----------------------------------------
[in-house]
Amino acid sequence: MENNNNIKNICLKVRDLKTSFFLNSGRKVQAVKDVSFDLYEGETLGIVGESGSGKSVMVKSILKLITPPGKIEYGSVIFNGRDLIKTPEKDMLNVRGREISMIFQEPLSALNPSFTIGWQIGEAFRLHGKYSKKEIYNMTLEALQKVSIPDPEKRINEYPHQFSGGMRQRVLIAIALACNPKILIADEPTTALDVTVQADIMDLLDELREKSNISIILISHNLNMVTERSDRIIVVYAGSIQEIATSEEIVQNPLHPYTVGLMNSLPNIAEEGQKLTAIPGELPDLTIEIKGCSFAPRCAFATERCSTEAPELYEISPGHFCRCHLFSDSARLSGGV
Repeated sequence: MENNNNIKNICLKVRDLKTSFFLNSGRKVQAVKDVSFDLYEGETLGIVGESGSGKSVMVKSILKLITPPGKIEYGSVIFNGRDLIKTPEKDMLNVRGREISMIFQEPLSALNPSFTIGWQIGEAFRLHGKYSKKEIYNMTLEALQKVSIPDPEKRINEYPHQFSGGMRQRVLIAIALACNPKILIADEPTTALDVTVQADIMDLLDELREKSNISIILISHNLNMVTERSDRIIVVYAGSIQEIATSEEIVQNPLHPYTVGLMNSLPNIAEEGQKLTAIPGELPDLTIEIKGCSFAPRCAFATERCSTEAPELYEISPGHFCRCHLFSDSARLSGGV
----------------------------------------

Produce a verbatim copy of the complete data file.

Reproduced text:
[in-house]
Amino acid sequence: MENNNNIKNICLKVRDLKTSFFLNSGRKVQAVKDVSFDLYEGETLGIVGESGSGKSVMVKSILKLITPPGKIEYGSVIFNGRDLIKTPEKDMLNVRGREISMIFQEPLSALNPSFTIGWQIGEAFRLHGKYSKKEIYNMTLEALQKVSIPDPEKRINEYPHQFSGGMRQRVLIAIALACNPKILIADEPTTALDVTVQADIMDLLDELREKSNISIILISHNLNMVTERSDRIIVVYAGSIQEIATSEEIVQNPLHPYTVGLMNSLPNIAEEGQKLTAIPGELPDLTIEIKGCSFAPRCAFATERCSTEAPELYEISPGHFCRCHLFSDSARLSGGV
Repeated sequence: MENNNNIKNICLKVRDLKTSFFLNSGRKVQAVKDVSFDLYEGETLGIVGESGSGKSVMVKSILKLITPPGKIEYGSVIFNGRDLIKTPEKDMLNVRGREISMIFQEPLSALNPSFTIGWQIGEAFRLHGKYSKKEIYNMTLEALQKVSIPDPEKRINEYPHQFSGGMRQRVLIAIALACNPKILIADEPTTALDVTVQADIMDLLDELREKSNISIILISHNLNMVTERSDRIIVVYAGSIQEIATSEEIVQNPLHPYTVGLMNSLPNIAEEGQKLTAIPGELPDLTIEIKGCSFAPRCAFATERCSTEAPELYEISPGHFCRCHLFSDSARLSGGV